Fortunately, most Brits with cruise holidays should be entitled to a cash refund under the Package Regulations Act. However, it’s worth checking your rights with the provider you booked through and remembering that refunds are taking a little longer to process during the current crisis.
Those with cancelled cruise holidays will be able to claim through their travel insurance policy, provided they have exhausted all other avenues in the first instance and are not entitled to any vouchers or refund credit notes (as detailed above). They must also have the relevant cruise cover or extension in their policy.
I am looking to buy a travel insurance policy for a trip next year – are there any policies that provide cover related to the coronavirus?
Yes. Many travel insurance providers have started covering medical expenses related to the coronavirus.
Quite frankly, this is one of the most important aspects of any travel insurance policy as very few countries have the luxury of a free National Health Service like we do in the UK.
So, to avoid large bills and difficulty getting home, should anything unexpected happen to your during your trip, it is essential you take out appropriate travel insurance.
Are any travel insurance providers offering cover for cancellation claims related to the coronavirus?
At the time of writing, there are some travel insurance providers who are offering cover should you need to cancel your holiday due to the coronavirus – they mainly cover situations where you are told to self-isolate after contracting the virus.
However, the majority of travel insurers do not provide cancellation cover as a result of changes in government advice related to Covid-19. As a result, travellers will not be able to claim for lost costs due to their holiday destination being removed from a travel corridor, or their home region being put under local restrictions.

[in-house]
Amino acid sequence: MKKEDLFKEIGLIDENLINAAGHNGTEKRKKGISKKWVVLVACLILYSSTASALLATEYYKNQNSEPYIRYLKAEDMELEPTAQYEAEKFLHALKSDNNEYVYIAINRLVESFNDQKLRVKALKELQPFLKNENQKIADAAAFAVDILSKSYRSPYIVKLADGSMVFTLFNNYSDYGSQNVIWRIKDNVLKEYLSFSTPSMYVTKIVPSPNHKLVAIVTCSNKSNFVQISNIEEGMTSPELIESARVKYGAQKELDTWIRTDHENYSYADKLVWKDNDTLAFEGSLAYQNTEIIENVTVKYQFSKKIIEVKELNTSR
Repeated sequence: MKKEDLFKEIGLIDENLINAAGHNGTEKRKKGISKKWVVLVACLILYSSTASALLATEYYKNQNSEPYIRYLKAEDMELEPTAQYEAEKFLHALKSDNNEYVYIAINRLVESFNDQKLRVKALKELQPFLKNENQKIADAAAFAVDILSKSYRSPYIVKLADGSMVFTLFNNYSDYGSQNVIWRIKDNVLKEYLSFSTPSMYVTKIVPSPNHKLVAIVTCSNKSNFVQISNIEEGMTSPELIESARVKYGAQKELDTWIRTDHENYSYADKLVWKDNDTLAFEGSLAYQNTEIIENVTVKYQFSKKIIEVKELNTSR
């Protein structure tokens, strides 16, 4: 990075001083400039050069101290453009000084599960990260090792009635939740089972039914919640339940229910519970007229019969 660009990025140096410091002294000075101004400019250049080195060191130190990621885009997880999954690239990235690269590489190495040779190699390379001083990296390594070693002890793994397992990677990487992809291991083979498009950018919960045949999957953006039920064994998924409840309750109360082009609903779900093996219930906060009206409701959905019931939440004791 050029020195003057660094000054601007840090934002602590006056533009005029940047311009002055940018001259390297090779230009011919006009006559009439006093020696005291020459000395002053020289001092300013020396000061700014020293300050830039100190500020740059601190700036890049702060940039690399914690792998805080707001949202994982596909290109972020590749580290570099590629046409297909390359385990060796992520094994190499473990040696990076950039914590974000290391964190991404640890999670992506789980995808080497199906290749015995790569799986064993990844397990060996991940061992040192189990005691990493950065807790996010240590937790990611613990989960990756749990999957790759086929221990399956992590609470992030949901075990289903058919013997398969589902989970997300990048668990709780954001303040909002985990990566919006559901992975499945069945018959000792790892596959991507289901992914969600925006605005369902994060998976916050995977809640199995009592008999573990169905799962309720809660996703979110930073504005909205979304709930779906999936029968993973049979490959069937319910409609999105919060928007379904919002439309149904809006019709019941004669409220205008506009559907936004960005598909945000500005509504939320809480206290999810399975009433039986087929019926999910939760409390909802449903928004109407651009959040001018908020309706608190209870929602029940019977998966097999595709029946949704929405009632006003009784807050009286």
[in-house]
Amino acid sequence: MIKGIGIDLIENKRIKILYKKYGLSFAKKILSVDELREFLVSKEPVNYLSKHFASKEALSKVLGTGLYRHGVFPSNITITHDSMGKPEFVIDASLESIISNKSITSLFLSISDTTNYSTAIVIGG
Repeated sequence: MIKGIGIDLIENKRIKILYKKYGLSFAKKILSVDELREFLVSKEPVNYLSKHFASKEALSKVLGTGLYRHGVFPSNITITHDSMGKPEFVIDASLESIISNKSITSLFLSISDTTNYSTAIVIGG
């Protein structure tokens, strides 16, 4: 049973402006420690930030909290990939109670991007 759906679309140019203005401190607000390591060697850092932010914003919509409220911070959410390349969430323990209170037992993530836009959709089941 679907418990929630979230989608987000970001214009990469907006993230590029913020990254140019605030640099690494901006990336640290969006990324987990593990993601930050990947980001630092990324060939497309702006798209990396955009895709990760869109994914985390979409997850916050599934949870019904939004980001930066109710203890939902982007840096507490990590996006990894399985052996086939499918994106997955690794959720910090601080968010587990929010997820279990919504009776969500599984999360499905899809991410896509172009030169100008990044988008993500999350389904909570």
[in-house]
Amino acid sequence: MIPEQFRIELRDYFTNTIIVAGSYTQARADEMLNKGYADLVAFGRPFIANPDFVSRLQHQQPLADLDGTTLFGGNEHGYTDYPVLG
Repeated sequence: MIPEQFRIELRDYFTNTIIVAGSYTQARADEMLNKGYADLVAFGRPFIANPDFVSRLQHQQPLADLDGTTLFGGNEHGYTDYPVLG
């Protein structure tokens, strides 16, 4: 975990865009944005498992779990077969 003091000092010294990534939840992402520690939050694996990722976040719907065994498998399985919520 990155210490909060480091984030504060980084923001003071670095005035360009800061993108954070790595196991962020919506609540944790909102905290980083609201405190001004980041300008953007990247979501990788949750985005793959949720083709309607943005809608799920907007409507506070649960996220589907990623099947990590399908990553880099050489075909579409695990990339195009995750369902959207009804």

Anyone planning a holiday should therefore book with a provider who has flexible terms and conditions, so that should new restrictions be imposed, travellers can either receive their money back or change their trip to a later date.
If I catch the coronavirus abroad, will my travel insurance cover medical expenses?
Yes – depending on your policy.
Most travel insurance providers are now providing policies which include medical expenses related to the coronavirus. So, if you fell ill while abroad with the coronavirus, and needed emergency treatment, you’d be covered.
In the event that you needed to be repatriated (flown home early due to the severity of the illness) you’d also be covered.
If I am quarantined abroad, am I covered?
Those who are confined to their accommodation due to the coronavirus may be entitled to claim a small contribution from their travel insurance company for food and the cost of returning home.
However, this will differ between policies and depend entirely on when the policy was purchased. So, travellers will need to check their policy wording carefully or contact their travel insurance provider for more details on this.
Will my travel insurance cover me if I travel to a country that is not detailed on the Foreign Office’s list?
No. We completely understand that the travel restrictions may be frustrating, but if you do decide to travel to a country against the FCDO’s advice, then you most likely won’t be covered by your travel insurance provider should anything go wrong.
The FCDO advises against the country I am travelling to. What does this mean?
If the FCDO advises against a country, this means that British tourists are no longer permitted to travel to that particular destination.
It also means that anyone who arrives back from the country that has been removed from the safe list will have to quarantine (self-isolate) for 10 days upon their return, unless they are arriving from a country on the ‘red list’.
Anyone arriving from a country on the ‘red list’ must isolate in a designated quarantine hotel upon their arrival to the UK. For more information around this, click here.
Those who do decide to travel against the FCDO guidance also risk invalidating their travel insurance policy and therefore not be covered if something goes wrong.
For more information on what to do if your trip is cancelled as a result of a change in FCDO advice see question “my holiday has been cancelled due to the coronavirus, what should I do?”
I’m currently in a country that the FCDO advises against. What should I do?
If you travelled to your destination before the FCDO advised against travel, with a legally permitted reason to do so, with most providers, your travel insurance will still remain valid until you return home.